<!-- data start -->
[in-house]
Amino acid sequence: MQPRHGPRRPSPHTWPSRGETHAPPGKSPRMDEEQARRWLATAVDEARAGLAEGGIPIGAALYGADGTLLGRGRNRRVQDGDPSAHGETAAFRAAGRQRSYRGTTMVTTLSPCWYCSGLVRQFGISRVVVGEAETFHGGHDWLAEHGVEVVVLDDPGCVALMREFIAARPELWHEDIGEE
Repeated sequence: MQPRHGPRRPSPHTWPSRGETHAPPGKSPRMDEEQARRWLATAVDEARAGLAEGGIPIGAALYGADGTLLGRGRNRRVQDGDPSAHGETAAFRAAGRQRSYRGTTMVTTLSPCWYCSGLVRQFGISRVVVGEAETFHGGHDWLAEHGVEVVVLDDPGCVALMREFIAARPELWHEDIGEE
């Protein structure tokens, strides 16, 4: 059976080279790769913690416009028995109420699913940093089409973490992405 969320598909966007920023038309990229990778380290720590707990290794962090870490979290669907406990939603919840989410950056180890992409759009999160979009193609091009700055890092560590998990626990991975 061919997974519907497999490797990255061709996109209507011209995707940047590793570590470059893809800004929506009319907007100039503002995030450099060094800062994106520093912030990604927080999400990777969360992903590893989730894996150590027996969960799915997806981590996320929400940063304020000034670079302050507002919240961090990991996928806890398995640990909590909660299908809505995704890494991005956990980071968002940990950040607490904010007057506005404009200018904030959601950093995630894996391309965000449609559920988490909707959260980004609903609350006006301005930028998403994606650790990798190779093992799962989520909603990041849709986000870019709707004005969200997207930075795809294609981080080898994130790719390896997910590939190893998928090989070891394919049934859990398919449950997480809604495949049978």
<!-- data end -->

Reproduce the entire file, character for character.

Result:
[in-house]
Amino acid sequence: MQPRHGPRRPSPHTWPSRGETHAPPGKSPRMDEEQARRWLATAVDEARAGLAEGGIPIGAALYGADGTLLGRGRNRRVQDGDPSAHGETAAFRAAGRQRSYRGTTMVTTLSPCWYCSGLVRQFGISRVVVGEAETFHGGHDWLAEHGVEVVVLDDPGCVALMREFIAARPELWHEDIGEE
Repeated sequence: MQPRHGPRRPSPHTWPSRGETHAPPGKSPRMDEEQARRWLATAVDEARAGLAEGGIPIGAALYGADGTLLGRGRNRRVQDGDPSAHGETAAFRAAGRQRSYRGTTMVTTLSPCWYCSGLVRQFGISRVVVGEAETFHGGHDWLAEHGVEVVVLDDPGCVALMREFIAARPELWHEDIGEE
């Protein structure tokens, strides 16, 4: 059976080279790769913690416009028995109420699913940093089409973490992405 969320598909966007920023038309990229990778380290720590707990290794962090870490979290669907406990939603919840989410950056180890992409759009999160979009193609091009700055890092560590998990626990991975 061919997974519907497999490797990255061709996109209507011209995707940047590793570590470059893809800004929506009319907007100039503002995030450099060094800062994106520093912030990604927080999400990777969360992903590893989730894996150590027996969960799915997806981590996320929400940063304020000034670079302050507002919240961090990991996928806890398995640990909590909660299908809505995704890494991005956990980071968002940990950040607490904010007057506005404009200018904030959601950093995630894996391309965000449609559920988490909707959260980004609903609350006006301005930028998403994606650790990798190779093992799962989520909603990041849709986000870019709707004005969200997207930075795809294609981080080898994130790719390896997910590939190893998928090989070891394919049934859990398919449950997480809604495949049978």